19 Oct Know Your Type: Cannabis Classifications
Cannabis is making a comeback. In 2018, Canada legalized the use of recreational marijuana, a type of cannabis that was considered unlawful for consumption for many years. More Canadians can enjoy cannabis without fearing getting arrested or facing serious consequences.
But when you go into a dispensary or browse for cannabis products online, you might be surprised to see that the word “cannabis” doesn’t always show up. Navigating the world of cannabis can actually be overwhelming. You might find yourself asking a lot of questions:
Do you want Harlequin flower or a Blue Dream shatter?
Will the sticky oil-looking products still get you high?
What is all of this stuff?
Don’t worry. Use this guide to understand the different ways that dispensaries classify cannabis products.
Canadians use cannabis for a long list of reasons: maybe they seek pain relief, they want to get high before bed, or maybe they even want shinier hair and clearer skin. No matter what reason you have for exploring cannabis, these different classifications of cannabis can help to steer you in the right direction.
Marijuana vs. Hemp
Cannabis isn’t just a plant. It’s a genus of flowering plants. The most well-known species of cannabis are the two types that humans love to use and consume. We’ll talk more about the scientific names for those species later. For now, just know them as “marijuana” and “hemp.” These plants are both considered to be cannabis, but used for vastly different purposes.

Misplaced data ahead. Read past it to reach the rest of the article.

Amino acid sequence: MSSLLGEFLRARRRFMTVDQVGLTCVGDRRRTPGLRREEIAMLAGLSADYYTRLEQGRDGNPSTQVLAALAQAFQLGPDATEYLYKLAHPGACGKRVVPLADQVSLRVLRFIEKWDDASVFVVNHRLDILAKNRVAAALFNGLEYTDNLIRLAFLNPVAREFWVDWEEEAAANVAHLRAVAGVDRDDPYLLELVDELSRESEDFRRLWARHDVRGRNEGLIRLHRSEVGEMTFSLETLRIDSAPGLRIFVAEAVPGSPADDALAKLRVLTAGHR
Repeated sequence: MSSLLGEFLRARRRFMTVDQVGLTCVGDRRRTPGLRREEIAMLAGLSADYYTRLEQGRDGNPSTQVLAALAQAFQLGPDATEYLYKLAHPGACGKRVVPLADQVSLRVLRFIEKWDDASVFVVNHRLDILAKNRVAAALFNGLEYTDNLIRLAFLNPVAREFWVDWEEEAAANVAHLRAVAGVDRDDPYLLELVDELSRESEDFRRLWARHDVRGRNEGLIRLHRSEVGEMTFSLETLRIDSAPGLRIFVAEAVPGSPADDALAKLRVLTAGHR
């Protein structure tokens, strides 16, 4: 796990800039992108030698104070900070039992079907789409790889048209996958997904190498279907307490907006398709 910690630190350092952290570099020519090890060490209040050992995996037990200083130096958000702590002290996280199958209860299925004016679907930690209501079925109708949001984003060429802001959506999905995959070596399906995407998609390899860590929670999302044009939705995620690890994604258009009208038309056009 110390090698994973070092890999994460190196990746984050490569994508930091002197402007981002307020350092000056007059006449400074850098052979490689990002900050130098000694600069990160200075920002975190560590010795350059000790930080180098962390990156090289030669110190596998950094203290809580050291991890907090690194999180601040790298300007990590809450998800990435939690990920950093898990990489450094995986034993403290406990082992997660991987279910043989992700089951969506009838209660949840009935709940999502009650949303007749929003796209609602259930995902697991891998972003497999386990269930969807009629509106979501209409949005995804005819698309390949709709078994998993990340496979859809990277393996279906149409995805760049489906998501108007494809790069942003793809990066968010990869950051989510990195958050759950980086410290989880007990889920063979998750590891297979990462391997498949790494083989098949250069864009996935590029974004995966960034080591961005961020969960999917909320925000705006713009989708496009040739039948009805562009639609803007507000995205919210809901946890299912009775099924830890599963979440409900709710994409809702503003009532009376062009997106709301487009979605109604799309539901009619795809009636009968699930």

Hemp has been used for centuries as a material for clothes, ropes, paper, and even milk. Certain parts of the hemp plant are also consumed as a superfood.
Marijuana is more desirable as a controlled substance. It’s smoked, dabbed, vaped, and consumed as various different concentrates. (But we’ll talk more about that later.)
The biggest difference between marijuana and hemp is the presence of one active ingredient: THC. Tetrahydrocannabinol, or THC, is a cannabinoid that can get you high. Plants with over .03% THC are considered to be marijuana. Plants with less than .03% THC are considered to be hemp.
This is especially important to know if you are shopping around for hemp oil or CBD oil. While some CBD oil is made from hemp plants, others are made from marijuana. CBD oil may contain THC, even if they claim to have no intoxicating ingredients. Be careful and read the labels on your cannabis products before you buy them.
Medical vs. Recreational
Recreational marijuana was legalized in Canada in 2018. Medicinal, or medical, marijuana was legalized in Canada back in 2001. Patients who wanted to consume cannabis for pain, inflammation, or epilepsy needed a prescription for a doctor so they could legally buy, consume, and carry marijuana.
Nowadays, anyone over the age of 19 can hop online and purchase marijuana legally. But medical marijuana still exists.
Medical marijuana is more accessible and comes in a greater variety than recreational marijuana. Most medical strains are high in CBD and may not contain any THC at all. But you’ll still need a prescription to get medical marijuana. Talk to your health care provider about how CBD can help you treat symptoms of different physical or mental conditions and whether it’s right for you.